Harold Campbell

Return to Class of 1943

Harold Campbell12/25/1944
Harold Carlyle Campbell, son of Laura E. and Carlyle B. Campbell, was born in Omaha, Nebr., August. 11, 1924

He attended public school at Verdel, Nebr., at the age of five. He moved with his parents to Lynch, Nebr., where he was
baptized in the Methodist church in. May 1930. Two years later the family moved to a farm near Monowi, Nebr., where Harold, at the age of eight, won the township contest in, arithmetic and was second in the county spelling contest.

Five years of privation on that desolate farm brought him very close to God and nature., and to the last, he dreamed of returning. He used to go hunting many times but never with a gun. Here the character was built that was respected by all who knew him He graduated from the Knoxville high school in May 1943 and was made a member of the National Honor Society.

During his spare time from school, he was a projectionist at the Marion and Grand theaters and also worked for A. M. Black as an electrician’s helper.

He was a member of the First Methodist church here having joined on March 21, 1943. He also found time to teach a class in Sunday school.

Upon graduation in May 1943, he entered the armed service of his country and was placed in a medical unit at Camp Barkley, Texas. Passing various aptitude tests he was selected to attend the State University of Missouri where he completed his course in engineering with high honors. He was then transferred to Camp Rucker, Ala., and assigned to an infantry regiment, and given machine-gun training. In August he was made head machine gunner for the 66th Division.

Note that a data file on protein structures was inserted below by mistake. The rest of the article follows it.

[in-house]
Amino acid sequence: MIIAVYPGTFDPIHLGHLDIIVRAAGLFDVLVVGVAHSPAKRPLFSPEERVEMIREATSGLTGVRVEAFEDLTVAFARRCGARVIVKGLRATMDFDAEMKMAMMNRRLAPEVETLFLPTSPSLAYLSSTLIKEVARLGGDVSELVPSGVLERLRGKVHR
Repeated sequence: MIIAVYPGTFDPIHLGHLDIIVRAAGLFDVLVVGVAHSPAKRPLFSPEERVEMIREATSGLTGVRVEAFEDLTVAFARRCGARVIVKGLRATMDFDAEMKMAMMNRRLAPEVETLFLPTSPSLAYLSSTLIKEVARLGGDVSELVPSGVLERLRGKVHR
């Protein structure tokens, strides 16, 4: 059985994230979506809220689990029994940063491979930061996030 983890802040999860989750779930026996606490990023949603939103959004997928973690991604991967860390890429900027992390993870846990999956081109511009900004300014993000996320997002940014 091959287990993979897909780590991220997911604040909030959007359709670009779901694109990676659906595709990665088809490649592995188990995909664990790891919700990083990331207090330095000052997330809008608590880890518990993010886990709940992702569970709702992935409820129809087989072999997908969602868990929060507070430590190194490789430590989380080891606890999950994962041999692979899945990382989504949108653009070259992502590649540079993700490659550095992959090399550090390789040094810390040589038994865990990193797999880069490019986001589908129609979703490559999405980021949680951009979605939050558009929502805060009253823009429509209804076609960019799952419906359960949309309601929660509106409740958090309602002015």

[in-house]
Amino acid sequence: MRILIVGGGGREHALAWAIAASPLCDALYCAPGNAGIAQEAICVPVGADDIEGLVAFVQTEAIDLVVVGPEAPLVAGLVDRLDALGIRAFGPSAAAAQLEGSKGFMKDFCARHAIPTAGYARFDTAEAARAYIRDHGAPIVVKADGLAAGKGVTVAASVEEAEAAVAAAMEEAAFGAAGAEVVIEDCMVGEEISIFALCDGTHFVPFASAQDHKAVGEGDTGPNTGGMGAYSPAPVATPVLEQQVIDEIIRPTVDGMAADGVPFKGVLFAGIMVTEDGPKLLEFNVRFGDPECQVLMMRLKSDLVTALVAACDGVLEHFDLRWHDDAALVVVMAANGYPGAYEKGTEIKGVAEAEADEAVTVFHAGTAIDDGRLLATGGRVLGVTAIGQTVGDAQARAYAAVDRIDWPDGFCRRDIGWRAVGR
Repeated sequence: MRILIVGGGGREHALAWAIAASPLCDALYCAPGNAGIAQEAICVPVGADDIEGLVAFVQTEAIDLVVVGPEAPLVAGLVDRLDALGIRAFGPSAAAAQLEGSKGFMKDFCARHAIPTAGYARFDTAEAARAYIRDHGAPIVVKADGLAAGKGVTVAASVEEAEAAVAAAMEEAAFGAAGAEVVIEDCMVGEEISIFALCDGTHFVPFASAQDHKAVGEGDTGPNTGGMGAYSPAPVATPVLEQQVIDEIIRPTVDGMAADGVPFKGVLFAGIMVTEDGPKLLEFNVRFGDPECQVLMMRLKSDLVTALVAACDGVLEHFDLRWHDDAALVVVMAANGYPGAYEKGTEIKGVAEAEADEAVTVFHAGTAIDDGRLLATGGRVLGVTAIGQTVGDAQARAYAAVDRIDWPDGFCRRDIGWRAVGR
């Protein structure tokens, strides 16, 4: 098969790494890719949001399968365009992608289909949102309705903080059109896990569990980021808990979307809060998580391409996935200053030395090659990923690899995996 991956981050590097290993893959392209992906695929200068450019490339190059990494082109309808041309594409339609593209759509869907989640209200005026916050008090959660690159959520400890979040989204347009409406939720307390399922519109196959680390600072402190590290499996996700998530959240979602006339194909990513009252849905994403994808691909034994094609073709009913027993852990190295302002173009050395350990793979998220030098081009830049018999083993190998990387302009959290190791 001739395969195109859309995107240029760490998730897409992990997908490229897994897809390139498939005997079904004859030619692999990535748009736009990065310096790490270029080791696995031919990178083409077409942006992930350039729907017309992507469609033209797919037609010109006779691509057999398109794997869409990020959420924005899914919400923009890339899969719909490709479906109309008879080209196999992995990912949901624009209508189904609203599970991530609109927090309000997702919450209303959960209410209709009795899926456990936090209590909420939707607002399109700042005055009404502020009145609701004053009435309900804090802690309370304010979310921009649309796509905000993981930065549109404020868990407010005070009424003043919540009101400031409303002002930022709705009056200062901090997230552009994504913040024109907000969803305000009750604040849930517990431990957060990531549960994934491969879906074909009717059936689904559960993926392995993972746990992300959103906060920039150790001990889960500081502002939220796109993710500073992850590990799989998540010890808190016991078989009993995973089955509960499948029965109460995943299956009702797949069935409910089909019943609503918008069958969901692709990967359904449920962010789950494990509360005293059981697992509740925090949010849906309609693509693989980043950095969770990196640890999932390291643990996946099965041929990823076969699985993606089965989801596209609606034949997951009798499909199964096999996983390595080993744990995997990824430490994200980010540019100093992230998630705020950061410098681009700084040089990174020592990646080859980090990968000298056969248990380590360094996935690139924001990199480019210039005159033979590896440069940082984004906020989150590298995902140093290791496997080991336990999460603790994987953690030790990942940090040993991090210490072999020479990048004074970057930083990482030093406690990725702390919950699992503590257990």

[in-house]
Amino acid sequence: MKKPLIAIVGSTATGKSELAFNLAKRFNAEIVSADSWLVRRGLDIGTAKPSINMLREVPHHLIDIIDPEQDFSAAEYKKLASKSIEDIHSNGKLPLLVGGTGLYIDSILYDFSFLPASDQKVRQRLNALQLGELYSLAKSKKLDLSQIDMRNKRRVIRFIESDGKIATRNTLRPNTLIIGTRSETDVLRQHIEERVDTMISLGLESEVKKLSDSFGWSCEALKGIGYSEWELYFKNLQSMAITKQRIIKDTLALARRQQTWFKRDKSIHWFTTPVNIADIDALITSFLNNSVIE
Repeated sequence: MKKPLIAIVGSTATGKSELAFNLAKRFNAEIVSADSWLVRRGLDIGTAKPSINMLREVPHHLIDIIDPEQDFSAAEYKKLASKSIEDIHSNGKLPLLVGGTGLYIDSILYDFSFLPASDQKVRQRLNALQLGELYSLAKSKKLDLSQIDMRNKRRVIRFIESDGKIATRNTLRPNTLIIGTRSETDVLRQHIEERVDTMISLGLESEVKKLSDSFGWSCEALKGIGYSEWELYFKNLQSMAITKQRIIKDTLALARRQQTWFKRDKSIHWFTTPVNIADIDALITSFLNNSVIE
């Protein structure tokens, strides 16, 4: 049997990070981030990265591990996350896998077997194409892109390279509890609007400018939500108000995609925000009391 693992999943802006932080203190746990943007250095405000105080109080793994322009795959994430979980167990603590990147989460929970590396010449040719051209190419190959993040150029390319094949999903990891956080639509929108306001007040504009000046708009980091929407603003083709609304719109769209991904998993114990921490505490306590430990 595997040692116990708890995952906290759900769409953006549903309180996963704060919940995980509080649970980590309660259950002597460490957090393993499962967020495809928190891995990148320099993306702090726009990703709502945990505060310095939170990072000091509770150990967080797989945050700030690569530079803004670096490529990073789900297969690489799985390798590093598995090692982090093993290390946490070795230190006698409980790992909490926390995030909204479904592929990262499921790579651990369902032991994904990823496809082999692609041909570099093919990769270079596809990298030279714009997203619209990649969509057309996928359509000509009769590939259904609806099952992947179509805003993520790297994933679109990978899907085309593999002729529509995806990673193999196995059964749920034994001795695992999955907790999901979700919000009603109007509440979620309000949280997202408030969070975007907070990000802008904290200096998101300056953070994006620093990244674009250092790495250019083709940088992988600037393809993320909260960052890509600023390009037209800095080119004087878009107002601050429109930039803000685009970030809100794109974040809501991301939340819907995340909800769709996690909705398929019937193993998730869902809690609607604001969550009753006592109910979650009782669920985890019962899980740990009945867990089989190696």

His last furlough home was in August 1944, He was in England on December 5, 1944. The last letter received from him was written on December 21 in which he told of a wonderful trip to London in which he visited many historical places. This was four days before he was killed in action as the result of the destruction and sinking at sea of an American transport, carrying troops in the European theater of operations, on Christmas day, 1944.

Besides his parents, a brother, Robert; two sisters, Sheila Ann and Laura Louise, and his grandparents, Mr. and Mrs. F. H.
Cunningham, of Sioux City, and many friends, survive.

A memorial service was held at the Knoxville Methodist church Sunday evening, Feb. 4, 1945, in charge of the Rev. John F. Rex, pastor of the church.